Manchester University’s student union has launched the initiative to help young people determine whether the drugs they have bought have been mixed with other substances.
The single-use kits, which will be distributed to students from any of the city’s institutions, cost £2.50 and the service is “completely confidential”, the union said on its website.
“A key risk of taking unregulated drugs is that the substance you intend to take could be mixed with other drugs or harmful adulterants,” it added. “One way to reduce this risk is to test your drugs. We are currently piloting single-use test kits, which work by adding a small amount of your drug to a chemical which will change colour depending on the substances it contains.”
The trial is run separately to the University of Manchester and the union said it does not condone the use of illegal drugs.
Yet growing calls for improved measures to make drug-taking safer have seen the uptake of testing kits, which produce a colour reaction that can be compared with an illustrated chart, at universities, clubs and music festivals.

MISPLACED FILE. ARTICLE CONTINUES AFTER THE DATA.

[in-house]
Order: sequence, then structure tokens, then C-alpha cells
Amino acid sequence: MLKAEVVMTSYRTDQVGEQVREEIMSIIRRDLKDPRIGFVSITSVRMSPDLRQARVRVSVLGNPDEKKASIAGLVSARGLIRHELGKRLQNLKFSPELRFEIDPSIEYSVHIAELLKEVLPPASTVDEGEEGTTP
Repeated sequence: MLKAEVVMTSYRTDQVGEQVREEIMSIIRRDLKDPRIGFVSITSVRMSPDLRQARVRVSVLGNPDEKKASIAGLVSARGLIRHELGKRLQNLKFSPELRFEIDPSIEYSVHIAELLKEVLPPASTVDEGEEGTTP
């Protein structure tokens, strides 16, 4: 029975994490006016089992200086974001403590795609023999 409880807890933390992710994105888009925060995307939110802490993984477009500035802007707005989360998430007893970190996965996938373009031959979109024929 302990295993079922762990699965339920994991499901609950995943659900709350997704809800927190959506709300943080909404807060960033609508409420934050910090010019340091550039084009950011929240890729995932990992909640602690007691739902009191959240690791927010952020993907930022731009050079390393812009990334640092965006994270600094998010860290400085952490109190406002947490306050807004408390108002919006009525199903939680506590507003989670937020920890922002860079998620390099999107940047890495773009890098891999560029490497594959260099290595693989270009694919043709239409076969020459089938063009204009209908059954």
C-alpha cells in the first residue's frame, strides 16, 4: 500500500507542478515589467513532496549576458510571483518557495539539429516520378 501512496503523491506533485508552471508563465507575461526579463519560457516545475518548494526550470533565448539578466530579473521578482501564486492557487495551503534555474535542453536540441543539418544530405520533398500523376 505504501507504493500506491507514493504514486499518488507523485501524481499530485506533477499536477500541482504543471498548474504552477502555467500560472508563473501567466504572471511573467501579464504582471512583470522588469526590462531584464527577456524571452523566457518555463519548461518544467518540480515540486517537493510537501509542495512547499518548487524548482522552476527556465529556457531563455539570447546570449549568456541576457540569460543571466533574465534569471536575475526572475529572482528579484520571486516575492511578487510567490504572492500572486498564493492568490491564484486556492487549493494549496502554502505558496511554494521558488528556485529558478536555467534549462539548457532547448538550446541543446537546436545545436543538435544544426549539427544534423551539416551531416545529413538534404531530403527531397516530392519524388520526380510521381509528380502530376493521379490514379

Limitations in the use of the testing kits include the fact that colour reactions can be difficult to determine and that research has shown that users “see what they want to see”.
But student leaders in Manchester believe the trial allows them to uphold their duty to protect students in a “realistic and proactive” way.
“We believe it’s part of our responsibility to look after our student members to make these tests available to students across Manchester,” a union official told the Manchester Evening News. “We will continue to campaign to policy makers to make changes to drugs policy that reflect a more realistic and proactive attitude.”
Other universities which have offered drug testing kits to students in the past include Newcastle and Sussex.